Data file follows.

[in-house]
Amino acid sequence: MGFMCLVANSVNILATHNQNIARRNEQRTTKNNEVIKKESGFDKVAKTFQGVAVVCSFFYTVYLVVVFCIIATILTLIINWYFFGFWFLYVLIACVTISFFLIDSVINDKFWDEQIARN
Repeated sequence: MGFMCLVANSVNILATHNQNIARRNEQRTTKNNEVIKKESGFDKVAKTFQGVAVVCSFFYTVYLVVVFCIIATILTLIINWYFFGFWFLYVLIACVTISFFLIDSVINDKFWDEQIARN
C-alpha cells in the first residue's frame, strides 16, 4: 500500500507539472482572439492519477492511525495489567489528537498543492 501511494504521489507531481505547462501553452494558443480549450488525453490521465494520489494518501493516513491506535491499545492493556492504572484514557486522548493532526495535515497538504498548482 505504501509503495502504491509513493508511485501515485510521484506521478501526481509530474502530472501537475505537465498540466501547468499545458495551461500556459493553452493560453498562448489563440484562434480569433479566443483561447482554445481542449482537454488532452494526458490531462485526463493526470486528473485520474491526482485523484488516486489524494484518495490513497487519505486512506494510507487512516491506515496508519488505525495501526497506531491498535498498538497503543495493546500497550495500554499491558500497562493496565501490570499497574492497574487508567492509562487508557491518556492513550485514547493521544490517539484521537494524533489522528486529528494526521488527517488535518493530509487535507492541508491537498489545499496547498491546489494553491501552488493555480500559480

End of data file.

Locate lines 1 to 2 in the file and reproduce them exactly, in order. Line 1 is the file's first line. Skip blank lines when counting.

[in-house]
Amino acid sequence: MGFMCLVANSVNILATHNQNIARRNEQRTTKNNEVIKKESGFDKVAKTFQGVAVVCSFFYTVYLVVVFCIIATILTLIINWYFFGFWFLYVLIACVTISFFLIDSVINDKFWDEQIARN